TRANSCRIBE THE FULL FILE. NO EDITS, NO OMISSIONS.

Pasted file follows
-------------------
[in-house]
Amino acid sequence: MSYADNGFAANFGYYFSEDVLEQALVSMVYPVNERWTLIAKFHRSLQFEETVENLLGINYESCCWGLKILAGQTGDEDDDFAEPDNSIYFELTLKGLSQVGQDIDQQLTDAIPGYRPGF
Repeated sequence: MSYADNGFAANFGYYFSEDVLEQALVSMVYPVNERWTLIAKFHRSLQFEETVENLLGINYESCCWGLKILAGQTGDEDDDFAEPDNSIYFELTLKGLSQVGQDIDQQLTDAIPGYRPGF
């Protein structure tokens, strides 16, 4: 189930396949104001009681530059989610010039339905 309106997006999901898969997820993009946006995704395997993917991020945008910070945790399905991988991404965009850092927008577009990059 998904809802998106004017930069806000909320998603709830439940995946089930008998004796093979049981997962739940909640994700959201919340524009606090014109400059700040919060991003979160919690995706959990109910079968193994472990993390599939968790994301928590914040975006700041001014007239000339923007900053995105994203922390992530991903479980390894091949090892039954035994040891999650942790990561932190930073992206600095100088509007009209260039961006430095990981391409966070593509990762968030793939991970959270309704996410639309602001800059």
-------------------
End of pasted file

[in-house]
Amino acid sequence: MSYADNGFAANFGYYFSEDVLEQALVSMVYPVNERWTLIAKFHRSLQFEETVENLLGINYESCCWGLKILAGQTGDEDDDFAEPDNSIYFELTLKGLSQVGQDIDQQLTDAIPGYRPGF
Repeated sequence: MSYADNGFAANFGYYFSEDVLEQALVSMVYPVNERWTLIAKFHRSLQFEETVENLLGINYESCCWGLKILAGQTGDEDDDFAEPDNSIYFELTLKGLSQVGQDIDQQLTDAIPGYRPGF
């Protein structure tokens, strides 16, 4: 189930396949104001009681530059989610010039339905 309106997006999901898969997820993009946006995704395997993917991020945008910070945790399905991988991404965009850092927008577009990059 998904809802998106004017930069806000909320998603709830439940995946089930008998004796093979049981997962739940909640994700959201919340524009606090014109400059700040919060991003979160919690995706959990109910079968193994472990993390599939968790994301928590914040975006700041001014007239000339923007900053995105994203922390992530991903479980390894091949090892039954035994040891999650942790990561932190930073992206600095100088509007009209260039961006430095990981391409966070593509990762968030793939991970959270309704996410639309602001800059």